Bev Jackson Cotter: In art, put your focus on creativity

Published 9:16 pm Friday, May 18, 2018

Art is… by Bev Jackson Cotter

Bev Jackson Cotter


Most people stop doing art after sixth grade and never start again. I wonder why?

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As I meandered through the recent All School Art Exhibition at Northbridge Mall, I couldn’t help but smile. The bugs and dinosaurs and cupcakes were all made with cheerful hands and happy hearts.

On the other hand, the current Albert Lea Art Center exhibition “Aggie’s Dolls” is a totally unique collection of original dolls created by a lady who began to take this particular art form seriously when she was in her 60s. She had been doing art for most of her life, but became totally absorbed in doll making when most people are ready to sit back and relax.

It isn’t just children who need cheerful hands and happy hearts. We all do.

A couple of years ago, Michael and I were contacted by a gentleman who was writing a book about the labor market. His concerns are that even with all of our labor saving devices, we still need a 40-hour work week and we don’t take enough time to enjoy living through the arts, music and other cultural, recreational or family activities. One of the examples he wanted to use was farming, and he needed Michael’s input. Well, I don’t know a farmer who can condense his work into a 9 to 5 day, but we did have some interesting conversations, and we were curious to see just how he would incorporate Michael’s stories.

He did have an interesting story in the solutions section of his book, and it is totally appropriate to the theme of “Art is…”

In a column by Laura Johnson titled, “We all must make time for creativity in our lives,” she writes about teaching art to a group of business executives, brought together to foster creativity on the job.

“A team of corporate executives stares up at me. Behind the polish and power, I see the look of fear.

“I have witnessed this face of panic in many painting classes, but it’s especially palpable in this group. I tell them again, kindly but firmly, to pick up their paintbrushes and begin painting the blank canvases. … They insist that I explain exactly how to recreate the example painting — a colorful tree with flowers. It’s a simple painting, designed to be finished in several hours, just for fun. Yet it seems to terrify them.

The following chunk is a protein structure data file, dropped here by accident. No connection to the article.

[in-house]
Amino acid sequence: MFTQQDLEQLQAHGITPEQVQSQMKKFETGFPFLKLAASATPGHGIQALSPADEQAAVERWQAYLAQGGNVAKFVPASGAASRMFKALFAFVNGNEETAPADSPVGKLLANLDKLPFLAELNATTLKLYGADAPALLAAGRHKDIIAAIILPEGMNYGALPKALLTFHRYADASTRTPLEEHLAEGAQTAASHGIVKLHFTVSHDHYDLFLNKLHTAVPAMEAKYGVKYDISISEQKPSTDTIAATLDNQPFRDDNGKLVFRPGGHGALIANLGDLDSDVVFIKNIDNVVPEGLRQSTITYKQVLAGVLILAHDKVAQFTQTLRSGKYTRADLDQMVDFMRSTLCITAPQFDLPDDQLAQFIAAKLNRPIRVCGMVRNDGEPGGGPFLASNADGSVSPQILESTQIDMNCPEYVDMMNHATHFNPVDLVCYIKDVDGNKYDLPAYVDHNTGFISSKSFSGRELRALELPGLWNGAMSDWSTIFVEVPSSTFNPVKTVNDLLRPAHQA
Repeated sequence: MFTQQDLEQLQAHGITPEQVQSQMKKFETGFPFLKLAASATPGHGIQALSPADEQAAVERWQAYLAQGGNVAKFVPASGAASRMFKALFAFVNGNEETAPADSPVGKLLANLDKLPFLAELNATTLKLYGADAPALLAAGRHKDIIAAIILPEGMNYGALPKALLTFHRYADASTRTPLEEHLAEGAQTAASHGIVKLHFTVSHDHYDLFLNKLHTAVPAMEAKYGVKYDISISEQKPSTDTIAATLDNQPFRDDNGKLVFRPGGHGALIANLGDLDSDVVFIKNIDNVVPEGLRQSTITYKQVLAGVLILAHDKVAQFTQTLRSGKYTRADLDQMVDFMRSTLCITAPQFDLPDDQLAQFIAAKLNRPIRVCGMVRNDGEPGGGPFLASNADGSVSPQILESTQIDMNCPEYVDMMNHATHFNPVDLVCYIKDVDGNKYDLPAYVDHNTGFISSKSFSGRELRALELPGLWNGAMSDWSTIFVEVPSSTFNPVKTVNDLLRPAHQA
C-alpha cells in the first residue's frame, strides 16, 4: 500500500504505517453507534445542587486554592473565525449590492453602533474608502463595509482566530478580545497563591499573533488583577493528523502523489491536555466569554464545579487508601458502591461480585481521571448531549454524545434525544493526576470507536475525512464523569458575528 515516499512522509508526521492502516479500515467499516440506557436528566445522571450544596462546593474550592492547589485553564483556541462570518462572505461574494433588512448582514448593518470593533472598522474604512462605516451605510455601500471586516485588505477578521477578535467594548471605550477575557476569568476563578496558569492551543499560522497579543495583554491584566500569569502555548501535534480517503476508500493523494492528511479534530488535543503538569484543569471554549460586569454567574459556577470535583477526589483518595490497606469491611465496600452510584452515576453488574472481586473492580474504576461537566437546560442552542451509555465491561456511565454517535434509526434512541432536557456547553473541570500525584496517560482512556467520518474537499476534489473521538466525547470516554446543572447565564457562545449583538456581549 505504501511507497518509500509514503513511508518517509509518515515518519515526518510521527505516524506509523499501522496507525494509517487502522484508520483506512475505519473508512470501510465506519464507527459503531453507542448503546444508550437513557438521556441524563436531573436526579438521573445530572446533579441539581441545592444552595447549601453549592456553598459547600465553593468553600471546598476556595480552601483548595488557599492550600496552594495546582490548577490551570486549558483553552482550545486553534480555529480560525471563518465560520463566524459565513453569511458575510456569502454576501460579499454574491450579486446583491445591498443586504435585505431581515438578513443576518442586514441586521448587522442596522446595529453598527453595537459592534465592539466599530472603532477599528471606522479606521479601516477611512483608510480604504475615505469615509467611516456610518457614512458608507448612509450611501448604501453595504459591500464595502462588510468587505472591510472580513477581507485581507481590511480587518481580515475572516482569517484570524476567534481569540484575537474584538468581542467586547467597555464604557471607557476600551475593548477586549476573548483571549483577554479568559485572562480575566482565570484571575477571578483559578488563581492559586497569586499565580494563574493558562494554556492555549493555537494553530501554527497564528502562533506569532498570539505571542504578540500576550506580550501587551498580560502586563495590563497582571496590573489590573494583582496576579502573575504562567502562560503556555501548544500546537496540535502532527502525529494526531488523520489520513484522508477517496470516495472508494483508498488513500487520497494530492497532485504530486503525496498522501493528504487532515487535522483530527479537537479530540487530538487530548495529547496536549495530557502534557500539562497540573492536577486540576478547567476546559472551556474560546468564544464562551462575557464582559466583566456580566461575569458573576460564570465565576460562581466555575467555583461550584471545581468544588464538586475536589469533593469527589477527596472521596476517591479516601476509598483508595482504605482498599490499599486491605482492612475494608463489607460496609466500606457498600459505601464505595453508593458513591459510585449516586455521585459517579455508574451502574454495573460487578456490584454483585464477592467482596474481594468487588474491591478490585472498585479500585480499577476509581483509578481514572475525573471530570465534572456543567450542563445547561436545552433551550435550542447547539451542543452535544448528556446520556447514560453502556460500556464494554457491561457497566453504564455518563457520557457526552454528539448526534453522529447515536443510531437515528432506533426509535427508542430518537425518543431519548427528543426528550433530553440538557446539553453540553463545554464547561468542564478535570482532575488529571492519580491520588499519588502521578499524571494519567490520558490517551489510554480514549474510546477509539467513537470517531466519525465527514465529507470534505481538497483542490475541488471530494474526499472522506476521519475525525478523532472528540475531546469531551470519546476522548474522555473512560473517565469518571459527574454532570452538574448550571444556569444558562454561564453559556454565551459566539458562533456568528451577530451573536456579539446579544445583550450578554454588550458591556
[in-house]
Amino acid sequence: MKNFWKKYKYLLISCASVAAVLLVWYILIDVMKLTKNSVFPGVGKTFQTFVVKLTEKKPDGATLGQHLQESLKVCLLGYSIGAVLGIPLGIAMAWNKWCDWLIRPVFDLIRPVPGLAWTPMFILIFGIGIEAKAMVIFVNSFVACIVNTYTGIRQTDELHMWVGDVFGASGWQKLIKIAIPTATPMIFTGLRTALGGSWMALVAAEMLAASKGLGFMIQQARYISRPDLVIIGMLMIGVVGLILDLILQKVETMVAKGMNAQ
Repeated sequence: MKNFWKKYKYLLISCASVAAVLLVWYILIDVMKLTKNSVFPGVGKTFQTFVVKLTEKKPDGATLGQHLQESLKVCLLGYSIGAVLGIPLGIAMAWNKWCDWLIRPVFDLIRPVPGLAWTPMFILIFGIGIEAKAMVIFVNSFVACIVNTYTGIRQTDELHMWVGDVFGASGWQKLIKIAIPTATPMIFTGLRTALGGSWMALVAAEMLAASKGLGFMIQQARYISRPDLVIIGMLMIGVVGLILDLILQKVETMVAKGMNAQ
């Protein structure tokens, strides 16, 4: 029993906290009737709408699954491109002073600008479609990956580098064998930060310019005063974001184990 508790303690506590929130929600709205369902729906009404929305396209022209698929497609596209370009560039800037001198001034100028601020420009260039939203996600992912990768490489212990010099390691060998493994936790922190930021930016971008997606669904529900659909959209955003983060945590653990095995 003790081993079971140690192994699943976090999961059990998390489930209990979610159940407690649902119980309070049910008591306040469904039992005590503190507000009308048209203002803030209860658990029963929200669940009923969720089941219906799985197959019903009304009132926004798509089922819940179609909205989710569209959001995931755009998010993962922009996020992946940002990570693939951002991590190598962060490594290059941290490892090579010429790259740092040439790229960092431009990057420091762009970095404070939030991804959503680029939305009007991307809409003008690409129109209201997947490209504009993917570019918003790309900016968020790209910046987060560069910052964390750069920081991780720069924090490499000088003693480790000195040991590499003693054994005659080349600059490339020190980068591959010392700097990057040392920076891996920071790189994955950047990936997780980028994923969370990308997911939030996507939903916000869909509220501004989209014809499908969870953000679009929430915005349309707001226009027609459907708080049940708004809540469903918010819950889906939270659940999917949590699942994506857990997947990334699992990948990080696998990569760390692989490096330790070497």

“These men and women make important business decisions every day. If I asked them to negotiate a multimillion-dollar deal, they wouldn’t blink. Paint a tree? They balk.

“A week earlier, I taught the same painting to a Girl Scout troop, ages 9 to 11. I needed to race through my introduction, because they were so eager to start. Their eyes gazed longingly at the blank canvases, fingers twitching to grab brushes. Once they began, the girls asked me only for more paint colors. I saw wide trees, skinny trees, tall trees, short trees. None was the same, and not a single girl cared in the slightest.

“Johnson asks: When does this transition occur? At what point among e-mails, meetings, deadlines and long days do we forget the joy of creating?”

So often we hear, “Oh, but, I can’t even draw a straight line,” or “I couldn’t possibly do that.”

Those phrases come from adults, not kids. I have some framed pieces from grandchildren that are precious. They never asked “Is this the right color?” or “How tall should he be?” They just picked up their colored pencils and started right in. They were proud of the pieces they presented to me, and I’m proud to display them.

I don’t know if you are familiar with Marcel Duchamp’s “Nude Descending a Staircase.” When it was first displayed, critics used words like “broken violin” and “explosion in a shingle factory,” but now it is considered one of the world’s masterpieces. Duchamp wasn’t worried about whether the color or line or composition met someone else’s standards. He was too busy creating. It took 40 years for it to be recognized for the valuable piece of art that it is.

May I suggest that you pick up a pencil and make a mark on that blank piece of paper. Then just go from there. Who knows where it will take you?

Bev Jackson Cotter is a member of the Albert Lea Art Center where the show “Aggie’s Dolls” will be on display through June 16.